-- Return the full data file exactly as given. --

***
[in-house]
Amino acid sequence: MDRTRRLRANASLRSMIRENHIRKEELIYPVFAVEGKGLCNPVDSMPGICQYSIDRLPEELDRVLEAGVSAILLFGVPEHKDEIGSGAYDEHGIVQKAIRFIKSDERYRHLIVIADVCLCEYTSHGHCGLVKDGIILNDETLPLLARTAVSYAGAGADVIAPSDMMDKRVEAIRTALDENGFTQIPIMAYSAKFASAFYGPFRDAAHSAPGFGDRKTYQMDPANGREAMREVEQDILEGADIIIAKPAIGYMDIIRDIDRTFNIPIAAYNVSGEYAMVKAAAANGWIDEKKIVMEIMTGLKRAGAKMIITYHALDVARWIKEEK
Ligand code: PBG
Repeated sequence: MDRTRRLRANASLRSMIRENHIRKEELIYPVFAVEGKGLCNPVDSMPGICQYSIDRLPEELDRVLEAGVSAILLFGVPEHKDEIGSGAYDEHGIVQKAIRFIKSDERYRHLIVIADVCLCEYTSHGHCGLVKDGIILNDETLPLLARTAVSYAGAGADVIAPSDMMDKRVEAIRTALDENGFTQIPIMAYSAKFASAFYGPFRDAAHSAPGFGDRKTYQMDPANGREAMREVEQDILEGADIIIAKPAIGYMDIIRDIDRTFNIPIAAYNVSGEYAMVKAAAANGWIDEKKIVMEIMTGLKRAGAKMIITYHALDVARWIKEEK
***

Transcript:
[in-house]
Amino acid sequence: MDRTRRLRANASLRSMIRENHIRKEELIYPVFAVEGKGLCNPVDSMPGICQYSIDRLPEELDRVLEAGVSAILLFGVPEHKDEIGSGAYDEHGIVQKAIRFIKSDERYRHLIVIADVCLCEYTSHGHCGLVKDGIILNDETLPLLARTAVSYAGAGADVIAPSDMMDKRVEAIRTALDENGFTQIPIMAYSAKFASAFYGPFRDAAHSAPGFGDRKTYQMDPANGREAMREVEQDILEGADIIIAKPAIGYMDIIRDIDRTFNIPIAAYNVSGEYAMVKAAAANGWIDEKKIVMEIMTGLKRAGAKMIITYHALDVARWIKEEK
Ligand code: PBG
Repeated sequence: MDRTRRLRANASLRSMIRENHIRKEELIYPVFAVEGKGLCNPVDSMPGICQYSIDRLPEELDRVLEAGVSAILLFGVPEHKDEIGSGAYDEHGIVQKAIRFIKSDERYRHLIVIADVCLCEYTSHGHCGLVKDGIILNDETLPLLARTAVSYAGAGADVIAPSDMMDKRVEAIRTALDENGFTQIPIMAYSAKFASAFYGPFRDAAHSAPGFGDRKTYQMDPANGREAMREVEQDILEGADIIIAKPAIGYMDIIRDIDRTFNIPIAAYNVSGEYAMVKAAAANGWIDEKKIVMEIMTGLKRAGAKMIITYHALDVARWIKEEK